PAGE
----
By Natalia A. Bonilla Berrios
SAN JUAN — Pepper gas, pushes and shoves were todayÂ´s dawn prescription for campus guards and students at the University of Puerto Rico, Rio Piedras Campus.
What began as a peaceful 48-hour strike became a confrontation between administrative forces and civil resistance at 5:50 a.m. When a group of students began to close the campus’s seven entrances, the guards prevented it by following the specific orders of maintaining them open, as laid out by the Rector, Ana R. Guadalupe.
By 9:45 a.m., Guadalupe addressed the media to announce an indefinite academic closure starting today until further notice.
“This decision responds to my duty to assure that all classes and administrative tasks in the Campus are given in a peaceful environment”, said Guadalupe.
The Rector made clear that she wonÂ´t accept any student demands after they “did not respect the no confrontation policy” when attacking 19 official guards with tubes, wood pieces, pepper gas and chains.
In response to these incidents, Mr. Kenneth McClintock, Secretary of State, called for the immediate police deployment to watch the external perimeter and enforce the order of closing the entire campus.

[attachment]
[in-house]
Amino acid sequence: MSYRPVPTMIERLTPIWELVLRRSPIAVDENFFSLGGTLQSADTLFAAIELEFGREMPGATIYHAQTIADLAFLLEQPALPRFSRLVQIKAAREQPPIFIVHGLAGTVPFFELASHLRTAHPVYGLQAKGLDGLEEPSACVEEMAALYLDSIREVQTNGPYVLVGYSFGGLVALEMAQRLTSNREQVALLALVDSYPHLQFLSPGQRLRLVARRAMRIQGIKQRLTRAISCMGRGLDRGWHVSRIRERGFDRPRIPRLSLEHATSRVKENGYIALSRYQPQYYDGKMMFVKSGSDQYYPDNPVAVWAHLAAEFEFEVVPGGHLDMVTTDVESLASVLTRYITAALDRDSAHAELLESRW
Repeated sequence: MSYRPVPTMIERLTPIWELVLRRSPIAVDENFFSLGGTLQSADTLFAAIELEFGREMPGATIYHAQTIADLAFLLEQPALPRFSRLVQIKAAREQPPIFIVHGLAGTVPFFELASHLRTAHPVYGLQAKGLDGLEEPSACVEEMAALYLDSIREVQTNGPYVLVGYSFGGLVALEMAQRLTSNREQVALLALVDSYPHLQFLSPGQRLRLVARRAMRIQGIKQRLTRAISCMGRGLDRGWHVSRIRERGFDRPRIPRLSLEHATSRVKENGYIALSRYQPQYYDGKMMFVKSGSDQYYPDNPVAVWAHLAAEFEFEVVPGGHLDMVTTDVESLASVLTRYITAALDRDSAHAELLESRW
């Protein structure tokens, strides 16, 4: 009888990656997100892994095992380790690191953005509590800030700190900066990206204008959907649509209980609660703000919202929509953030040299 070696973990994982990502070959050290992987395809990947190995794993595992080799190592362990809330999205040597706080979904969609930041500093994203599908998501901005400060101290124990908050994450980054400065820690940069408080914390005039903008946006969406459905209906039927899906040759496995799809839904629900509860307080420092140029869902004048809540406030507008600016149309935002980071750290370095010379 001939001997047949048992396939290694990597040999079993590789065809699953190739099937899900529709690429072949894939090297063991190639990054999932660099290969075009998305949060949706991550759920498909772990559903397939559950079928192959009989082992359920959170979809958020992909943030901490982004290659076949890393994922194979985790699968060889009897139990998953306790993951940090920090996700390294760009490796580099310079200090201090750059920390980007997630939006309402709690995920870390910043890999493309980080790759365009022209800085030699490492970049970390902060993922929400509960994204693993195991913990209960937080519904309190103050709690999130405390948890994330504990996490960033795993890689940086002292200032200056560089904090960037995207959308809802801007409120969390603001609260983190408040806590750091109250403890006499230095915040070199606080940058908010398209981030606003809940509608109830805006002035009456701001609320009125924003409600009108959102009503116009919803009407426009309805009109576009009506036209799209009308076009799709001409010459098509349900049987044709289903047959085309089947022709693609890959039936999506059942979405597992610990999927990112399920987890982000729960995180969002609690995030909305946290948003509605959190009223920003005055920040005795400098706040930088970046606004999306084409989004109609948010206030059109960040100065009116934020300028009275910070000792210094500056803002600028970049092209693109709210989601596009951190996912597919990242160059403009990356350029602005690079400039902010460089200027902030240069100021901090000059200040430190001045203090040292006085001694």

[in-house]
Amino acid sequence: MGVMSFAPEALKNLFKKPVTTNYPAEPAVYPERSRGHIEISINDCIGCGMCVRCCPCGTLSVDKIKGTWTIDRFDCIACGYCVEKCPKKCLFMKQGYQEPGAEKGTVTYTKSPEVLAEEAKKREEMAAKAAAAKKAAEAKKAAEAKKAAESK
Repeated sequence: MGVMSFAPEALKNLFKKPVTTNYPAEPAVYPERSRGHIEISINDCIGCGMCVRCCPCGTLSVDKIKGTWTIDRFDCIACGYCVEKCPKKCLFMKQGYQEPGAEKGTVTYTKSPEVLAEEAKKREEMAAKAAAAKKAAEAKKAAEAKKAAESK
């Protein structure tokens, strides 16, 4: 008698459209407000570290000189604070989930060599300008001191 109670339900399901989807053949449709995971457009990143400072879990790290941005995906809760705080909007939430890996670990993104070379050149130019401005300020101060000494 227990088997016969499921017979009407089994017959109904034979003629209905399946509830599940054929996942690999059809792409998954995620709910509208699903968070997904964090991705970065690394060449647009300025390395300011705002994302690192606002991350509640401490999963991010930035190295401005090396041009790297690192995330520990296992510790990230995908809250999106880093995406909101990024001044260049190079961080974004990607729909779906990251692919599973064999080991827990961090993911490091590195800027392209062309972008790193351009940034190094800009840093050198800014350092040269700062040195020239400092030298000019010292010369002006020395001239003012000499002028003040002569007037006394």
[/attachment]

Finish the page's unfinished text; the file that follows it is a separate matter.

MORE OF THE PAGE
“We have been notified that campus conditions and criminal acts will not guarantee the personal security of students who really want to study and professors who want to teach,” told McClintock in a press release.
Ana R. Guadalupe during the press conference.
(Photo credit: Martha R. Alonso)
Meanwhile, students are still camping inside the campus while the police still monitor the situation outside the main campus entrance.
“This decision can change, if in a meeting, the students agree to respect the no confrontation policy,” said Guadalupe when asked if she will reconsider closing the campus.
Each day, the campus stays close, the UPR loses $1 million. In the past decade, there hasn’t been a lost semester among the University of Puerto Rico’s 11 campus sites.
The Students Negotiations Committee will meet Guadalupe today at 3 p.m. to discuss the removal of honor students’ admissions exemptions and the estimated $100 million budget shortfall to confront the UPR fiscal crisis.
Learn more about Natalia
Natalia A. Bonilla Berrios is a junior at the University of Puerto Rico (UPR) majoring in Journalism and minoring in Political Science, International Relations. Natalia has a 3.90 GPA.
She was the former president of the UPR student chapter of the National Association of Hispanic Journalists, a member of the National Society of Collegiates and Scholars and was selected for the ‘Who’s Who Among Students in American Universities and Colleges’ program, during her freshman year.
In addition, she has worked as an intern reporter for DiÃ¡logo Digital, Puerto Rican Center of Investigative Journalism, served as a staff writer for ParÃ©ntesis newspaper, and as a volunteer reporter for IDentidad magazine.
Bonilla has served as student representative for the Freedom of the Press Center of Puerto Rico and has been selected as one of the UWIRE’s Top 100 Student Journalists of 2009.
She was selected for the Student Camp at Unity 2008, the quadrennial Journalists of Color Convention and also, as a volunteer for the 2009 International Year of Astronomy.